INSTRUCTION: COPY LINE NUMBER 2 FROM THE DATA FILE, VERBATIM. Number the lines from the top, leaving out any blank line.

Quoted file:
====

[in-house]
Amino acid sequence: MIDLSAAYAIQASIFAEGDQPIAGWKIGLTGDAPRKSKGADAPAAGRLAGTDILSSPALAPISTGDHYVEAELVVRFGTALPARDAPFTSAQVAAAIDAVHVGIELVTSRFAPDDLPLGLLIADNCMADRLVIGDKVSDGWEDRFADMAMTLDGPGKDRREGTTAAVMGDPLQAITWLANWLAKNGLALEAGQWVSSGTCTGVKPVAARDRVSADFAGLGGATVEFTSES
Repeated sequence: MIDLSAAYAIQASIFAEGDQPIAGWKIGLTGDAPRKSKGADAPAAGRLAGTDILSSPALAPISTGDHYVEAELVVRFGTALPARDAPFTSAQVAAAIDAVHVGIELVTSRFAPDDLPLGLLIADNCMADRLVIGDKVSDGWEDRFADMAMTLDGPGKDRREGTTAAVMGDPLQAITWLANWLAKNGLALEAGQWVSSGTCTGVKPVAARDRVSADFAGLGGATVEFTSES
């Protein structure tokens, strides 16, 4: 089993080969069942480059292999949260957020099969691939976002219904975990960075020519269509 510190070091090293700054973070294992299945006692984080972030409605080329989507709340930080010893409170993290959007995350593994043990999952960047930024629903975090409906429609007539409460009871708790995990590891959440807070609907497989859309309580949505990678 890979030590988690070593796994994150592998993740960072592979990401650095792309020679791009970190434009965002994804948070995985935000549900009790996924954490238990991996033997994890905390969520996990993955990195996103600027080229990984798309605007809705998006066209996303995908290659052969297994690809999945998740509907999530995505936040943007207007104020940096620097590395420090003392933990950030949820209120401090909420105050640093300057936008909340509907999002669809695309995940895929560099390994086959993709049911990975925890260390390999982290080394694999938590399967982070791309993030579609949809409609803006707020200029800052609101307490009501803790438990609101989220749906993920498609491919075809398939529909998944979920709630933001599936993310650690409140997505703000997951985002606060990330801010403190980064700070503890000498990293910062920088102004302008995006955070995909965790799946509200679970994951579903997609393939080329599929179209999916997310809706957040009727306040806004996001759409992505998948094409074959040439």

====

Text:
Amino acid sequence: MIDLSAAYAIQASIFAEGDQPIAGWKIGLTGDAPRKSKGADAPAAGRLAGTDILSSPALAPISTGDHYVEAELVVRFGTALPARDAPFTSAQVAAAIDAVHVGIELVTSRFAPDDLPLGLLIADNCMADRLVIGDKVSDGWEDRFADMAMTLDGPGKDRREGTTAAVMGDPLQAITWLANWLAKNGLALEAGQWVSSGTCTGVKPVAARDRVSADFAGLGGATVEFTSES